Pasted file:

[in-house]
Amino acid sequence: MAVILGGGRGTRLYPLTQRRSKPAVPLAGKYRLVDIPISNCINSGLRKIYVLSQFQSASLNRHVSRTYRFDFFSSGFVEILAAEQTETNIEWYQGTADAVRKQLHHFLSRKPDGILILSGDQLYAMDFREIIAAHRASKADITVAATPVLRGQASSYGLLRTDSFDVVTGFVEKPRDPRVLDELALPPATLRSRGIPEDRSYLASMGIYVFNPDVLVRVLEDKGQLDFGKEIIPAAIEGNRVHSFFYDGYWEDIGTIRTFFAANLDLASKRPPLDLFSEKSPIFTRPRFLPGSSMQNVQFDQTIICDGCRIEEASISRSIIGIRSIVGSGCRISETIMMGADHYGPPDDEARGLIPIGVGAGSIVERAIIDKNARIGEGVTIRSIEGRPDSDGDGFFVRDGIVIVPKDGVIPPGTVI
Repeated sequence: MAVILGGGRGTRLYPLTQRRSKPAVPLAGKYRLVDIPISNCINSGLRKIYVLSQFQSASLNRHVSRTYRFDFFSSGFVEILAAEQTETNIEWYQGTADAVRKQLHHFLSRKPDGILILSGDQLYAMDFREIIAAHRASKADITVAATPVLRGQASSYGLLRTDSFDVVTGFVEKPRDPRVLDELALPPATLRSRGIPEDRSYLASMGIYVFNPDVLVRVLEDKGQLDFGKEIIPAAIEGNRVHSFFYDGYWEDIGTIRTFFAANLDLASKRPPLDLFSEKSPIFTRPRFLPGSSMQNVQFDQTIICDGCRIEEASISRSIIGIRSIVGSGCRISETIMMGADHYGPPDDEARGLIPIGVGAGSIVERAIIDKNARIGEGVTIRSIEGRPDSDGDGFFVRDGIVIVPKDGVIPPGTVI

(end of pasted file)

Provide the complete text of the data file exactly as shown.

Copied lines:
[in-house]
Amino acid sequence: MAVILGGGRGTRLYPLTQRRSKPAVPLAGKYRLVDIPISNCINSGLRKIYVLSQFQSASLNRHVSRTYRFDFFSSGFVEILAAEQTETNIEWYQGTADAVRKQLHHFLSRKPDGILILSGDQLYAMDFREIIAAHRASKADITVAATPVLRGQASSYGLLRTDSFDVVTGFVEKPRDPRVLDELALPPATLRSRGIPEDRSYLASMGIYVFNPDVLVRVLEDKGQLDFGKEIIPAAIEGNRVHSFFYDGYWEDIGTIRTFFAANLDLASKRPPLDLFSEKSPIFTRPRFLPGSSMQNVQFDQTIICDGCRIEEASISRSIIGIRSIVGSGCRISETIMMGADHYGPPDDEARGLIPIGVGAGSIVERAIIDKNARIGEGVTIRSIEGRPDSDGDGFFVRDGIVIVPKDGVIPPGTVI
Repeated sequence: MAVILGGGRGTRLYPLTQRRSKPAVPLAGKYRLVDIPISNCINSGLRKIYVLSQFQSASLNRHVSRTYRFDFFSSGFVEILAAEQTETNIEWYQGTADAVRKQLHHFLSRKPDGILILSGDQLYAMDFREIIAAHRASKADITVAATPVLRGQASSYGLLRTDSFDVVTGFVEKPRDPRVLDELALPPATLRSRGIPEDRSYLASMGIYVFNPDVLVRVLEDKGQLDFGKEIIPAAIEGNRVHSFFYDGYWEDIGTIRTFFAANLDLASKRPPLDLFSEKSPIFTRPRFLPGSSMQNVQFDQTIICDGCRIEEASISRSIIGIRSIVGSGCRISETIMMGADHYGPPDDEARGLIPIGVGAGSIVERAIIDKNARIGEGVTIRSIEGRPDSDGDGFFVRDGIVIVPKDGVIPPGTVI